Monday August 20th 2018

Courage to shape our future

Recently, I came across a quote from Winston Churchill that puts into words what I saw firsthand at our House of Delegates (HOD) meeting in June.  It says, “Courage is what it takes to stand up and speak, and courage is also what it takes to sit down and listen.”

ANA President Karen Daley addresses delegates at HOD. Photo: Eddie Arrossi

Faced with an imposing roadmap of proposed transformational bylaws that would chart a new course for the future of our association, I was inspired by the courage of American Nurses Association (ANA) delegates to speak out on difficult and heartfelt issues and to listen patiently and respectfully to broad and differing points of view.  Whatever the delegates decided, I knew that ANA was already a better and stronger organization for this open and honest dialogue about our future.

The delegates took several bold steps toward re-shaping ANA, including updating and streamlining the governance of our association.  One major measure replaces the HOD with a smaller Membership Assembly as ANA’s governing and voting body. Another reduces the current 15-member board of directors to nine, retaining a designated seat for a staff nurse and a recent graduate.  Also, the delegates approved measures to dissolve the Constituent Assembly and Congress on Nursing Practice and Economics, and replace them with new ad hoc “Professional Issues Panels.”  As we begin to put these changes into practice, I would like to step back and reflect on why these changes are important and what they mean for our members.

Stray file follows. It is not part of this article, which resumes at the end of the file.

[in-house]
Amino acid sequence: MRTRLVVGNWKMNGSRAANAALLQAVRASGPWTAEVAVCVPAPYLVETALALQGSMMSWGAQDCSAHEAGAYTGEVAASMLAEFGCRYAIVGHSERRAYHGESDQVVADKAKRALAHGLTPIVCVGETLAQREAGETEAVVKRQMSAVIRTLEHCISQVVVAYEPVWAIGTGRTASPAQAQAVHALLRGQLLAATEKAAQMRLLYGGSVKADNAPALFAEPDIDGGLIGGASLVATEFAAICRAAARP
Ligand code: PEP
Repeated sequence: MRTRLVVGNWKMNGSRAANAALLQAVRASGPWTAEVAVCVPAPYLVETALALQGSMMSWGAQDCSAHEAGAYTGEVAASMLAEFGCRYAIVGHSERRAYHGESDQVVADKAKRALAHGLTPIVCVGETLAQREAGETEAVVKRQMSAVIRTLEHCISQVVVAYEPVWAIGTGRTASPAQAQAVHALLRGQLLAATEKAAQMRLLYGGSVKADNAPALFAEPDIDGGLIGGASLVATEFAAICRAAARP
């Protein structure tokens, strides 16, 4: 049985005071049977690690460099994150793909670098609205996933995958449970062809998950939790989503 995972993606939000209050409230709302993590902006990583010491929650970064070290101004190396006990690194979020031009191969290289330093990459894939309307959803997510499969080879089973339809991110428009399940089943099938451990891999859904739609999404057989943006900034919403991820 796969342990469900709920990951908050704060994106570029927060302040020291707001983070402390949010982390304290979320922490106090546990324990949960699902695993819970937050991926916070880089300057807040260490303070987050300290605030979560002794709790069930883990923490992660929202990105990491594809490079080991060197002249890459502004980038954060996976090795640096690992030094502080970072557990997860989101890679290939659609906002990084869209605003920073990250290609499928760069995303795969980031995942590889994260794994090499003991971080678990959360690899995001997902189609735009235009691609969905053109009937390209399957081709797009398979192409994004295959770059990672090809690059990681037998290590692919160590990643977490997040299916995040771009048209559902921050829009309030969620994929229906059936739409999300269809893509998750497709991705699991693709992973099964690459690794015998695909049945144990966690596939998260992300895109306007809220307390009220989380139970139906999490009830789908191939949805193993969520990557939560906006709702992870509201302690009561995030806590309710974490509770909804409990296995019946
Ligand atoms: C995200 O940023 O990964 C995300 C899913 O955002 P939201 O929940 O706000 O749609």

The conversation on ANA’s future, which began in earnest last November at Constituent Assembly, grew from the reality that the world had changed dramatically over the past 30 years and so had nursing practice, integrating cutting-edge research and technology into every day practice.  As a result, ANA needed to change, too, or risk becoming irrelevant to its members.

ANA members need a strong association behind them — an association that is responsive in real time and can move quickly to keep up with the changing needs of nurses and the larger health care environment in which we practice.  So one of the first issues we needed to address was our governance structure, which had evolved over many years, and was now slow, costly, inefficient and low impact.

Hard as we may try, we were never going to be able to respond to members in a timely and meaningful way with a large and cumbersome governing body that met every two years.  In creating a leaner and more responsive Membership Assembly, which meets every year and can come together quickly if needed, we have taken a big, important step in providing nurses with the strong, efficient and effective association they need and deserve.

In addition, the new Professional Issues Panels approved by the delegates allow ANA to respond more quickly and effectively to emerging policy and practice issues.  They also provide opportunities for members to contribute in a way that is meaningful — a request I hear frequently from nurses at all levels of practice.  These time-limited panels will be comprised of nurses whose specific area of expertise is needed at any given time — and it will allow nurses to volunteer in a way that fits in with their busy professional and personal lives.  I can imagine panels will begin forming in the near future to take action on several important issues that impact nurses, patients and the public.

The actions taken by ANA delegates in June demonstrate the courage and commitment of a broad coalition of nurse members to make progress for nurses and for nursing.  As we roll out these changes, I would ask every member to always keep in mind why we have embarked on a course for change for our association — and that is to make ANA a stronger, more responsive and more effective advocate for nurses.

I look forward to working with all of you to make it happen.

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